In addition to OKE, Oracle also provides a private registry known as Oracle Cloud Infrastructure Registry (OCIR) for your container images. OCIR is, “a highly available private container registry service for storing and sharing container images within the same regions as the deployments. An integrated, performant platform offering, where users can store their container images easily. Access to push and pull images with the Docker CLI, or images can be pulled directly into a Kubernetes deployment”. You can use Oracle Cloud Infrastructure Registry as a private Docker registry for internal use, pushing and pulling Docker images to and from the Registry using the Docker V2 API and the standard Docker command line interface (CLI). You can also use Oracle Cloud Infrastructure Registry as a public Docker registry, enabling any user with internet access and knowledge of the appropriate URL to pull images from public repositories in Oracle Cloud Infrastructure Registry. In each region that is enabled for your tenancy, you can create up to 500 repositories in Oracle Cloud Infrastructure Registry. Each repository can hold up to 500 images. In this post I have recorded the steps to interact with OCIR.
One of my colleagues previously setup a Docker registry on Oracle Cloud Infrastructure-Classic and at the time I remember I was glad he was doing it as it seemed a cumbersome task to do. As an application developer I really don’t want to care about installing, configuring and managing registry services I simply want to use them. Of course there are capabilities available to me out there on the internet such as docker.io (Docker Hub) where I could choose to make my docker images private or public but there are times where I may want a private registry within my Cloud tenancy. In this brief post I want to share my first experience with the Oracle Cloud Infrastructure Registry and provide a worked example for anyone interested to follow.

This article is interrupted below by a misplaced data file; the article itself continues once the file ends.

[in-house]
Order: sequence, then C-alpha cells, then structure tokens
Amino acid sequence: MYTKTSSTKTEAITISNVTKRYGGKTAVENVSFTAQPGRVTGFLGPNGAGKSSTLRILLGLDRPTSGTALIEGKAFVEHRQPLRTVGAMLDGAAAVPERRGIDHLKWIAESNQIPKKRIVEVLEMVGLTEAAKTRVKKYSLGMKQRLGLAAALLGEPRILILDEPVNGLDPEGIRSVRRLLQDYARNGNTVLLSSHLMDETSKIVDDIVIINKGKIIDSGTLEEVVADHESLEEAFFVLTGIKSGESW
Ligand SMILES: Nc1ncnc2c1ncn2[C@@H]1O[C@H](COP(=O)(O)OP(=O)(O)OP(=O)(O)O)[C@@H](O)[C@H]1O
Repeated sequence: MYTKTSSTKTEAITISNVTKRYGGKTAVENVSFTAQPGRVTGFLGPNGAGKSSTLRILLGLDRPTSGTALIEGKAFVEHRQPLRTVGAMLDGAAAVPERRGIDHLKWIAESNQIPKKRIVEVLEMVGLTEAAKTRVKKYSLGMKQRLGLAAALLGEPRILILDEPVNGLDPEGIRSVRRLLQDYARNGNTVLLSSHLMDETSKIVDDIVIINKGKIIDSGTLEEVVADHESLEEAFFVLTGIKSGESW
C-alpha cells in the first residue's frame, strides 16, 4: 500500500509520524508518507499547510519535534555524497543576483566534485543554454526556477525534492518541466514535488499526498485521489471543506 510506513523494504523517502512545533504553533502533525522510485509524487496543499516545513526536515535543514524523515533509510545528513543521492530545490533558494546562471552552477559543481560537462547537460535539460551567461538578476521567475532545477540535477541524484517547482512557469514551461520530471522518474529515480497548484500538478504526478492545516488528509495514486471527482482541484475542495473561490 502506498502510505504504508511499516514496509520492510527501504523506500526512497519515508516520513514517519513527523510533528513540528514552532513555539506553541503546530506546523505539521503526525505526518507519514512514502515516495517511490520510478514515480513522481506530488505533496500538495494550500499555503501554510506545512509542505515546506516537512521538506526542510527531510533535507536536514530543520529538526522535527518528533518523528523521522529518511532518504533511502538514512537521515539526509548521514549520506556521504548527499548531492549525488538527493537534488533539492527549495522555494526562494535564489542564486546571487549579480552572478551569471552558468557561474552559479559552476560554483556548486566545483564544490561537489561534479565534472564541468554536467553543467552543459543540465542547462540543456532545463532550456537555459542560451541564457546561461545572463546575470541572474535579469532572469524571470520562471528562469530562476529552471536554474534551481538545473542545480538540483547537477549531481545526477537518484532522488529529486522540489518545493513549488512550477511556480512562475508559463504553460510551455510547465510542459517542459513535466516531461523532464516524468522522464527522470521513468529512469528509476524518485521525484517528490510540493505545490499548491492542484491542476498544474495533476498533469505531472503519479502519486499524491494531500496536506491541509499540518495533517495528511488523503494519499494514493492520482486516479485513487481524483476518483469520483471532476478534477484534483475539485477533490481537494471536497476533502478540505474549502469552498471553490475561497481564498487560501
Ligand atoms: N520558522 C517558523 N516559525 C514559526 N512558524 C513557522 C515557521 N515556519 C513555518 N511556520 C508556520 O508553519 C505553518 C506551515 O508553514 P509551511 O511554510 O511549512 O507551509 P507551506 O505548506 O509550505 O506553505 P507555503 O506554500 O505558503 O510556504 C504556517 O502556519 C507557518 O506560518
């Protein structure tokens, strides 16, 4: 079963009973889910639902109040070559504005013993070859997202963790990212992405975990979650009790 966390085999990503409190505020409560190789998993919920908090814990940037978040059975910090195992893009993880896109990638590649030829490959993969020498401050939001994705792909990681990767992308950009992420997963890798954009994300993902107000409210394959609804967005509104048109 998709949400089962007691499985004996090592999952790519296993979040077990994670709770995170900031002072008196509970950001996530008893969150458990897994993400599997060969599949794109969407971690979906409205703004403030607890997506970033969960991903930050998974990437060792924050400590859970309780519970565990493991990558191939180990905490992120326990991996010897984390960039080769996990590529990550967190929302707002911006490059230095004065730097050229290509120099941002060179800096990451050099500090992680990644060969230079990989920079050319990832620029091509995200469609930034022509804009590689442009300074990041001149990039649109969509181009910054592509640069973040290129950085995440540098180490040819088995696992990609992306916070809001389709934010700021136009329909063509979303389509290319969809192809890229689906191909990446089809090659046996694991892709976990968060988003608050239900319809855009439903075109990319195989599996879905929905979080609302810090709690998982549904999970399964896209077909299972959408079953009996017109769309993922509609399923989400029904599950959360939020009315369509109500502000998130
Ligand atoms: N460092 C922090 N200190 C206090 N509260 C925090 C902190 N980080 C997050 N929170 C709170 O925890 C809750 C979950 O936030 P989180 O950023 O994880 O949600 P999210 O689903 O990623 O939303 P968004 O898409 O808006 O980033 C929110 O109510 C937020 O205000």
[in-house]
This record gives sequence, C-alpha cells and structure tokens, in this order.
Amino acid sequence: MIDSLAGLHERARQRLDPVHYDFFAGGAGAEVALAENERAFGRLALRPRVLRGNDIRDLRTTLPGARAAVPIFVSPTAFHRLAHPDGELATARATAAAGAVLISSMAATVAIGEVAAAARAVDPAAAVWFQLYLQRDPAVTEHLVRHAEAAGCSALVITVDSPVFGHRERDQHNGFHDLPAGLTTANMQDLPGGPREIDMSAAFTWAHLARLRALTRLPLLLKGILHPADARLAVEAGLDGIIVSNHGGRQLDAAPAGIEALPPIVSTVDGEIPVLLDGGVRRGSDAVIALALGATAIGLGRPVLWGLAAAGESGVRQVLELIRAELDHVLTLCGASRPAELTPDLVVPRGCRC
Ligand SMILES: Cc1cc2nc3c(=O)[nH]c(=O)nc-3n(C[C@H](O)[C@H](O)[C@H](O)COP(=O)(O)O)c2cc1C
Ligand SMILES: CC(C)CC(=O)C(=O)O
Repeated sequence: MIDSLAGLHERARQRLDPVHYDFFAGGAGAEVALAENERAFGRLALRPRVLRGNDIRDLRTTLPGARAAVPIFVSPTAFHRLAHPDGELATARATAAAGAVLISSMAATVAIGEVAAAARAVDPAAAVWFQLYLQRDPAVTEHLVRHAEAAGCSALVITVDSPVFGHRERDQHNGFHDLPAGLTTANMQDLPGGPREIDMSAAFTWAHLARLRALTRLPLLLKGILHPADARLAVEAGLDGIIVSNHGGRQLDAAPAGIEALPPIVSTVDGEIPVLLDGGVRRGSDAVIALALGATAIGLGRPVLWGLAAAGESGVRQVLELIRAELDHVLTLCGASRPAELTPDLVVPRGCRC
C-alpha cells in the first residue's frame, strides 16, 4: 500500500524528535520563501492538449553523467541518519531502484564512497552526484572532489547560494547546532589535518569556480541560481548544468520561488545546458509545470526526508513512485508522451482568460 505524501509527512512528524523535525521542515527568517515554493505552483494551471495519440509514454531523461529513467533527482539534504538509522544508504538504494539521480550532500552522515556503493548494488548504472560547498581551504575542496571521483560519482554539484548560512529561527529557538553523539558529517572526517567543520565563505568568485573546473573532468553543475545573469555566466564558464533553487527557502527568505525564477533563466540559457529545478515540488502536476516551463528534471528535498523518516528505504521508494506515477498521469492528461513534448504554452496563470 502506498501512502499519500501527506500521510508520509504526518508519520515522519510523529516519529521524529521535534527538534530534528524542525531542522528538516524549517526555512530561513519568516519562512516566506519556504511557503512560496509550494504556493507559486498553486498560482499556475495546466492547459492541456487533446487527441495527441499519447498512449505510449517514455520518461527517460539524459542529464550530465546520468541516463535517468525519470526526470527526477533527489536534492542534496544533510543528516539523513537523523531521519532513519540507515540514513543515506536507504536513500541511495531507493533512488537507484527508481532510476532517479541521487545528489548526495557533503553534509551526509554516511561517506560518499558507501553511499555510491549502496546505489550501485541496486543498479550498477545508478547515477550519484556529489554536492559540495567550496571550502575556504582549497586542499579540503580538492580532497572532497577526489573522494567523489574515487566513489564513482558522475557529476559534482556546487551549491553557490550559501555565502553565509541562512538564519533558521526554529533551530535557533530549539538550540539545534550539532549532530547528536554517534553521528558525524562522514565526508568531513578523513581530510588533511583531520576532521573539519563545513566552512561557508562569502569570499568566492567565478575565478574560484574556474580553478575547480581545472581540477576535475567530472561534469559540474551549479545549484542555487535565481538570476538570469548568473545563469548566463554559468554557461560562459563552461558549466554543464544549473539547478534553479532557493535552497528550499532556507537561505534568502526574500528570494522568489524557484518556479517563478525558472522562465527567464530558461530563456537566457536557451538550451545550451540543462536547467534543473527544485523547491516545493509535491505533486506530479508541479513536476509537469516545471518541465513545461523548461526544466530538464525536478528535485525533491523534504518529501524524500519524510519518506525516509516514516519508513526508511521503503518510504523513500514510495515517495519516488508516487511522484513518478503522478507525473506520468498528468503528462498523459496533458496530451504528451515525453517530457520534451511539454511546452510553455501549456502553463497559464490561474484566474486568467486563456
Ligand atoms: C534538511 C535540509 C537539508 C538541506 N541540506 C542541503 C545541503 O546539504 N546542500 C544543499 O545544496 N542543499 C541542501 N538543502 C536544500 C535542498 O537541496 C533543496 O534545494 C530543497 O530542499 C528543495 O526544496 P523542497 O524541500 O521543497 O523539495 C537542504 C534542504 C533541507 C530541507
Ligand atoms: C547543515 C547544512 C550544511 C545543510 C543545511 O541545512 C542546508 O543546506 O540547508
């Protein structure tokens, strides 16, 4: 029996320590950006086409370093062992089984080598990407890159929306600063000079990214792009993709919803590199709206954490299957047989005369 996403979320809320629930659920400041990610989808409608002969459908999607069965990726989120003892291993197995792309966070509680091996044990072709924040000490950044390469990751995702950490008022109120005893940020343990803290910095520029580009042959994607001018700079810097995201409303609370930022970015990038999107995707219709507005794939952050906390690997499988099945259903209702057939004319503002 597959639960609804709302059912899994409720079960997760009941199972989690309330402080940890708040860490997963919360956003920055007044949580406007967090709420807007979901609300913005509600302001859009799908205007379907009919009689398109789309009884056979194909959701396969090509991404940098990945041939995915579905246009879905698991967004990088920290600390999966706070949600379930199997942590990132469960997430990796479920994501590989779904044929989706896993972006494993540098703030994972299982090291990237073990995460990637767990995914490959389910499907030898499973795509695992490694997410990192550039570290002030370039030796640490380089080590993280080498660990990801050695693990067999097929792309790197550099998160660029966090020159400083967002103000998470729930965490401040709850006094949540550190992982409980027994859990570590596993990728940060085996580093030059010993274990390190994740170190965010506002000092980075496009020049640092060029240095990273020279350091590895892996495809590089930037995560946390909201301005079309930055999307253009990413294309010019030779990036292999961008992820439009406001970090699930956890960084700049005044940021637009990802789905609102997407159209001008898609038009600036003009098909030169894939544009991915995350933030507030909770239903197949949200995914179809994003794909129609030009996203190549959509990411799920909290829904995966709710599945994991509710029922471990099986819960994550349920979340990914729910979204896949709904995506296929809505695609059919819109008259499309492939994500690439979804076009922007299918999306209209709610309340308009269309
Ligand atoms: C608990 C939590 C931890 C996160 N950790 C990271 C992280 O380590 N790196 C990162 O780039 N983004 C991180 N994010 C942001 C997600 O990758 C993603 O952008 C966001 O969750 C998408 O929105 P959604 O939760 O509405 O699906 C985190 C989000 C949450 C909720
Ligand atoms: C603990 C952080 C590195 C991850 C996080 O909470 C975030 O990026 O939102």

Those who have used Docker would know that in order to build a docker image you have the choice of starting the process FROM SCRATCH or by getting a head start by utilising a suitable already built base image. In other words, you can choose to quickly and easily take advantage of what someone else has already developed and use that as your starting point. In practical terms, this might mean that you are using an image that someone else has developed and shared using docker hub (docker.io). The image might for example provide an operating system at a version (eg Ubuntu 14), and with Node.js of a particular version already installed. Simplistically, taking this approach allows you to focus purely on adding your application on top of this base image.
The base images that I have referred to, are commonly pulled from an image registry (by default the registry used is docker.io ). Once you have added steps into your Dockerfile in order to ADD / COPY your application code into the image, essentially extending the base image, the newly built image containing your application will be available within your local docker image registry. However, you may want to share that image with others and to do that you will need to publish (push) your image to a Docker Registry. Once the image has been pushed to a registry then others (with access) can pull it from there using the docker pull command.
As per Oracle documentation, in order to push / pull to / from the registry you need to create an OAuth token, simply click on the Avatar in top right and select User Settings.
Assuming you don’t already have an Authentication Token created, click the Auth Tokens link. In the following screenshot your username is shown (mine is obfuscated). If you have a federated identity tying you back to Oracle Identity Cloud Service then you will see a prefix of oracleidentitycloudservice/your_username. This is important to note as the format of your connection string to OCIR will vary slightly.
Click the button to Generate Token.
Enter a description for the token and press the button to Generate Token.